Konel Marine Transmitter. The output of the transmitter display at 2 V /div and 0.5 ms /div (Fig. 3) shows the effects of a 2 -kHz whistle. The rig (and whistle) was supplied by Alfred Fry III of Fry Electronics, Annapolis, Maryland.

Service Vectorscopes

The "garden 'variety" of vectorscope is a most useful instrument for making all Lissajous phase and frequency comparisons. It is ideal for color -TV troubleshooting as it can check chroma bandpass, burst transformer, 3.48 -MHz subcarrier output transformer alignment, and peaking. For stereo work it can be used to check the 19kHz - 38-kHz pilot to regenerated subcarrier precision alignment by a 2:1 discrimination.

Any oscilloscope can be a vectorscope since it has a set of both vertical and horizontal deflection plates. You can feed the plates through the X and Y amplifiers provided they are linear and matched for equal deflection and impedances.

Because of the voltages involved, capacitive coupling should be used from the signal source to the amplifier inputs or to the deflection plate connections at the rear of the scope. When feeding the deflection plates for vectorscope operation, one plate of the V and H must be grounded for a.c. (no push -pull operation). Further, both V and H plates must be reversible for color-grid drive or cathode drive which, of course, are 180° out-of-phase.

In addition to feeding through coupling capacitors you'll need an RC compensation network for the red amplifier to match the blue in order to produce a rounded pattern.

Some scopes designed for color work have this built in. Others require an outboard network that would consist of approximately 180 pF in parallel with 390k ohms in series with the TV red signal.

Another concern is whether the vectorscope loads the signal source being observed. If the scope has a low input impedance, the loading will cause phase changes ( Hue shifts) and the colors will shift positions.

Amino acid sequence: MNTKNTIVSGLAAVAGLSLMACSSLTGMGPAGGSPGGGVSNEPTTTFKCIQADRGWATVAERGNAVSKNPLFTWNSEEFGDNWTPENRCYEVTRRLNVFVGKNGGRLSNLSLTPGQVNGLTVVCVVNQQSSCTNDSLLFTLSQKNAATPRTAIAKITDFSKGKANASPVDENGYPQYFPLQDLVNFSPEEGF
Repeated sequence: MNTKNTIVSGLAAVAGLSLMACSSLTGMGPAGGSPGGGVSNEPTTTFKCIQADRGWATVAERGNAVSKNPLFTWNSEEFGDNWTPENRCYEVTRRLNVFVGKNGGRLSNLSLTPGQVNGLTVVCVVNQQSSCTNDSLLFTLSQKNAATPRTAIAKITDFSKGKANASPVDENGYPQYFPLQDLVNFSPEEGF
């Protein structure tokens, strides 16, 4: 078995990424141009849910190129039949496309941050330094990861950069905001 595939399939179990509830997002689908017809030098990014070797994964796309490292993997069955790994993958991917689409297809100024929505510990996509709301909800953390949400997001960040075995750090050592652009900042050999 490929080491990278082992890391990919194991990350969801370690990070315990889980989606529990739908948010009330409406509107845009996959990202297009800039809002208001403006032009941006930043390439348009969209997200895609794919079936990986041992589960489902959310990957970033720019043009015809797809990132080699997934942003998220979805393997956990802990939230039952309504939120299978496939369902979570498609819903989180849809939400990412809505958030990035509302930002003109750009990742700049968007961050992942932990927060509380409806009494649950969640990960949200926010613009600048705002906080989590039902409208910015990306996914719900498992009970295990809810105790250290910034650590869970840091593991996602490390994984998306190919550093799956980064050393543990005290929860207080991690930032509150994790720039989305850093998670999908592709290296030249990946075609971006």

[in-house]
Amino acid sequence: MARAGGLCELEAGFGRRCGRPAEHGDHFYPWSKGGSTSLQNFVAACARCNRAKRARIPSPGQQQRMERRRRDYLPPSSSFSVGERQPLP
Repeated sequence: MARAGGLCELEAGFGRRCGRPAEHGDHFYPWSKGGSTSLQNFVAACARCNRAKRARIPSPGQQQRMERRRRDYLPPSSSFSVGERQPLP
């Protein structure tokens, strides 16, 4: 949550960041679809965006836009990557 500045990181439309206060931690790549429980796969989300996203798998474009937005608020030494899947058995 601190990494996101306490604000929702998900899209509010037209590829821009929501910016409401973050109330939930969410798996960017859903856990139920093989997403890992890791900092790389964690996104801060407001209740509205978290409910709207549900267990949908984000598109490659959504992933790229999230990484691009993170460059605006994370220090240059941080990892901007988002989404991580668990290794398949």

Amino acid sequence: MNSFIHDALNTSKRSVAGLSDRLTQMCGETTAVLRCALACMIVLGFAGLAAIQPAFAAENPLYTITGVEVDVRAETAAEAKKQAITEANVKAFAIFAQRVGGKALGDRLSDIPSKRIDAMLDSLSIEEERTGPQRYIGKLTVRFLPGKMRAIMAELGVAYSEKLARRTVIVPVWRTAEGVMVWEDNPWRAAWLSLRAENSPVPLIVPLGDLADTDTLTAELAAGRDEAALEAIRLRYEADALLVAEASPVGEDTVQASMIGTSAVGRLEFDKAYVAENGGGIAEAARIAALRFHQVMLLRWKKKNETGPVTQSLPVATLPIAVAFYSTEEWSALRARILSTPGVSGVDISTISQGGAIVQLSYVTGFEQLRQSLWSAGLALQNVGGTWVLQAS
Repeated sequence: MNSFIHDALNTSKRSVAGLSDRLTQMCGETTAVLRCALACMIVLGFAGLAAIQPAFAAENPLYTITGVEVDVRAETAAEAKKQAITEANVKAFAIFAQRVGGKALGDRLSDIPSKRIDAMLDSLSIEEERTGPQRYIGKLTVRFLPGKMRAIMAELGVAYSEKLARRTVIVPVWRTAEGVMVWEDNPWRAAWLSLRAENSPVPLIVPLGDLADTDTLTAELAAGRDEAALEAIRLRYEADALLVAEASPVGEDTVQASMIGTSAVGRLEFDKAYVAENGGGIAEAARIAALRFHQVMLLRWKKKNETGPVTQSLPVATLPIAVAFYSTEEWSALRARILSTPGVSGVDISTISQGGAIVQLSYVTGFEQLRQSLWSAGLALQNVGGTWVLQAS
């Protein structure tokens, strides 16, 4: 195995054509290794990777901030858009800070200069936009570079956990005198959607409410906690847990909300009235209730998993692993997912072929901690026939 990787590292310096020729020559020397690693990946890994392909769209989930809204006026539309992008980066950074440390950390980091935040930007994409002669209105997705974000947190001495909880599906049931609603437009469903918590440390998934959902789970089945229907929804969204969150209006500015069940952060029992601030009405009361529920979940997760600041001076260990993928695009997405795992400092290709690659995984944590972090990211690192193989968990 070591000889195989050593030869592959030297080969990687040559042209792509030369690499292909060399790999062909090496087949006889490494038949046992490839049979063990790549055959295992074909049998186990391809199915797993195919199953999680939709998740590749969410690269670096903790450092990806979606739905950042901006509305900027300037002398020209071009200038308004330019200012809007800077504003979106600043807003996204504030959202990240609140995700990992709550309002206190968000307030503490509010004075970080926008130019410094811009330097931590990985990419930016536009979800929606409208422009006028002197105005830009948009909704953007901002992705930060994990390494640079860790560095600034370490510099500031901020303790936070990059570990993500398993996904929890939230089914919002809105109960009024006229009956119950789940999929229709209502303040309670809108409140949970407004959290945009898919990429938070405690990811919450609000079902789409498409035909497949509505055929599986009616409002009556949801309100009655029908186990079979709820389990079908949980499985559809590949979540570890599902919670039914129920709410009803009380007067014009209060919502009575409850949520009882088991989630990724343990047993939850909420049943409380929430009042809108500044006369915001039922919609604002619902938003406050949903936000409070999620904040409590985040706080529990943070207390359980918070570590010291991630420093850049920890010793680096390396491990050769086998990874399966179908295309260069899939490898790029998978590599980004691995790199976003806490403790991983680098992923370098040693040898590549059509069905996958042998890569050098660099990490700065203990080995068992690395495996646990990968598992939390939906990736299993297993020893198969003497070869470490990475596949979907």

Vectorscope Signal Generator

Since you are going to view patterns that are 90° out–of-phase, a very clean signal source is necessary for the amplifiers under test. Sine -wave inputs must have little or no harmonic content and other signal generators, particularly gated-rainbow color-bar generators, must be free from fundamental gating "spray" (usually 189 -kHz oscillations) to produce a clean, distortion-free pattern in the receiver's R -Y (red luminance) and B -Y (blue luminance) outputs. G-Y is not used since it is more than 180° from the reference 0 -360° burst and more than 90° from R-Y. Any color pattern that has patches of bar internal interference or runs rapidly up and down probably has such gating problems. On the vector pattern, this will show as a smear among the bars.

Other generators will not show blanking between 300° and 360° and will cause one or more bars in the vector output to distort, usually the first or tenth.

As examples of vector patterns we chose to use RCA's modular plug-in, solid-state 1972 color receiver. Fig. 4 (left) is an example of a vectorscope display with the luminance information still left in the pattern. The signal is fairly readable but somewhat distorted. Fig. 4 (right) shows the correct vectorscope pattern with the luminance removed and all petals of the vector pattern in their correct (approximately) position. The sharp rise and fall times of the third R -Y bar verifies the fact that the bandpass transformers are tuned correctly.

X -Y Scopes A type of instrument that is increasing in popularity is defined as the X-Y scope. This scope is different in that it has matched vertical and horizontal amplifiers. They are matched in input impedance, input capacitance, gain, frequency response, and -most important of all -phase shift.

Some models list a phase difference of only a degree. The advantage is that the scope can be used to determine the phase difference between two signals (without actually adding an error due to its own phase shift), using Lissajous patterns.

For this reason, the X-Y scope can readily serve as a vectorscope for color-TV work provided it has an adequate bandwidth. Unfortunately, many vectorscopes cannot double as X-Y scopes since they have insufficient gain.